A public-private partnership project has saved a Port Elizabeth surfing competition which is lauded as the biggest single-fin longboard competition in the world.
The project started a little more than a year ago when Nelson Mandela Bay Municipality coastal environment manager Godfrey Murrell told organisers of the annual Cobbles Classic competition at Cape Recife that their surfers were damaging sensitive dune vegetation and the competition was going to have to be stopped.
Gregg Clarke, president of the SA Longboarding Association and part of the Loggers’ Union in the Bay, got together with the Cape Recife Conservancy and they went to see Murrell.
“Godfrey was getting peeved with us because our guys were running up onto the dune to check the waves and the vegetation was getting wrecked. So we said: ‘What about a deck?’” Clarke said.
The competition site on the eastern shore of the municipal Cape Recife Nature Reserve was a unique surf spot, he said.
“In the right conditions it’s up there with the best longboarding spots in the world.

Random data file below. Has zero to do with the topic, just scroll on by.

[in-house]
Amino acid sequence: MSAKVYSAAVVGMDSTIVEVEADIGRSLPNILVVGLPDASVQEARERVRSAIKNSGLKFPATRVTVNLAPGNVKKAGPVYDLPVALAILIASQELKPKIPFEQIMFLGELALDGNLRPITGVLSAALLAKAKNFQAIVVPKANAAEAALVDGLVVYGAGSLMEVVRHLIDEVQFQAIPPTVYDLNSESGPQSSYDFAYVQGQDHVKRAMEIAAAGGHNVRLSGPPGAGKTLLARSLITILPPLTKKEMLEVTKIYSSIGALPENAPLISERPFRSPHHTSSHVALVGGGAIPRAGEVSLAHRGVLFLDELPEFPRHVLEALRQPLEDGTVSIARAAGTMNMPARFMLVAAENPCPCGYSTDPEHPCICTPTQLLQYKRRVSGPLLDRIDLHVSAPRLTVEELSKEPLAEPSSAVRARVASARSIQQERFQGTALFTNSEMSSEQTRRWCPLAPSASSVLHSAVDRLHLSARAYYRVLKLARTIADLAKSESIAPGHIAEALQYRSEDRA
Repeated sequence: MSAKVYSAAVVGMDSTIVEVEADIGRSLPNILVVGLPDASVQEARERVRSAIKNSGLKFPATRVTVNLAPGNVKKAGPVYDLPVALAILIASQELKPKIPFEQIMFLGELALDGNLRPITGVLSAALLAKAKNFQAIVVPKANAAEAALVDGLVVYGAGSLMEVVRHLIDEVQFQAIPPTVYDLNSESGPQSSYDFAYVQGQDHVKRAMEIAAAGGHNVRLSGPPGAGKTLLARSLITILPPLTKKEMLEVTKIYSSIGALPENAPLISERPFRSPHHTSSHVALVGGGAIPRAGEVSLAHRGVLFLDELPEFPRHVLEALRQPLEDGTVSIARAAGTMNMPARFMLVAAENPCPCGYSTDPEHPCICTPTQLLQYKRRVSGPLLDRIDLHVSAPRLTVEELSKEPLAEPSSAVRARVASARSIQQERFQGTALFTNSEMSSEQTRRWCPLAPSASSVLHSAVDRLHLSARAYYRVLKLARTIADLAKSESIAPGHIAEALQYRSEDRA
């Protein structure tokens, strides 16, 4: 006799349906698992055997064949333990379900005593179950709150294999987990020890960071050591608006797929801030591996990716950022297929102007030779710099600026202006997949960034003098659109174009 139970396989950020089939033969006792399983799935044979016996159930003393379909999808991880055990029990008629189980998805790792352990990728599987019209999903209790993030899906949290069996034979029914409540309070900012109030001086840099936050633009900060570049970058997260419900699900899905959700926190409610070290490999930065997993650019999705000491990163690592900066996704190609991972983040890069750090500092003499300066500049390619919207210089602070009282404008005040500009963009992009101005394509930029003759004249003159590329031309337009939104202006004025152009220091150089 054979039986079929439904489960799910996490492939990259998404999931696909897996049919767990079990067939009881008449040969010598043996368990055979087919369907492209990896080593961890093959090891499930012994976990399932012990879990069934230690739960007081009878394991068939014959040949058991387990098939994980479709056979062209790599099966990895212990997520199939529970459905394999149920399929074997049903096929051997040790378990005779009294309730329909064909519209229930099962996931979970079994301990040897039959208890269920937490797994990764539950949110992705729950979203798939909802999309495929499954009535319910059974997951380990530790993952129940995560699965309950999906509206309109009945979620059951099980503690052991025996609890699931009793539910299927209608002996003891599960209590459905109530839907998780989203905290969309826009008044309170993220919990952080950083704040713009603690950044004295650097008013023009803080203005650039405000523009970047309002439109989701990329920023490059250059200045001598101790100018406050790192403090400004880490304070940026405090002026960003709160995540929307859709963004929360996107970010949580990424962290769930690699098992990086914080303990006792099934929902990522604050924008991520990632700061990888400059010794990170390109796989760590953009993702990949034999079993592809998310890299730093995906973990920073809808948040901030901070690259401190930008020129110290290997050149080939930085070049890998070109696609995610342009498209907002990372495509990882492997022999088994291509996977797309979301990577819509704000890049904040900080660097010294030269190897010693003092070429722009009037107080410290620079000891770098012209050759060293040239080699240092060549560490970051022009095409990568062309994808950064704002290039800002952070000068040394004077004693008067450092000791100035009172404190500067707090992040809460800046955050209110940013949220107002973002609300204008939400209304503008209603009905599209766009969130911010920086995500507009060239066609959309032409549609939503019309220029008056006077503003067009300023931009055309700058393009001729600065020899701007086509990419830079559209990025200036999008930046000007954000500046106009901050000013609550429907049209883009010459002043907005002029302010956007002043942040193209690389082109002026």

“The wave is not steep enough for shortboarding but it breaks forever and is perfect for longboards.”
The Cobbles Classic was geared around single-fin longboards and Malibus typically without leashes, offering a world-class “back-to-the-roots” surfing event, he said.
The parties talked through the deck proposal and it was approved, with an agreement that the R30 000 cost would be split three ways among the Loggers’ Union, the conservancy and the municipality.
Work got going with the municipality supplying R10 000 worth of timber.
Pine Lodge, a key member of the conservancy, did the building.
The deck was now built and with the next edition of the competition coming up on September 24, the surfers were more than happy, Clarke said.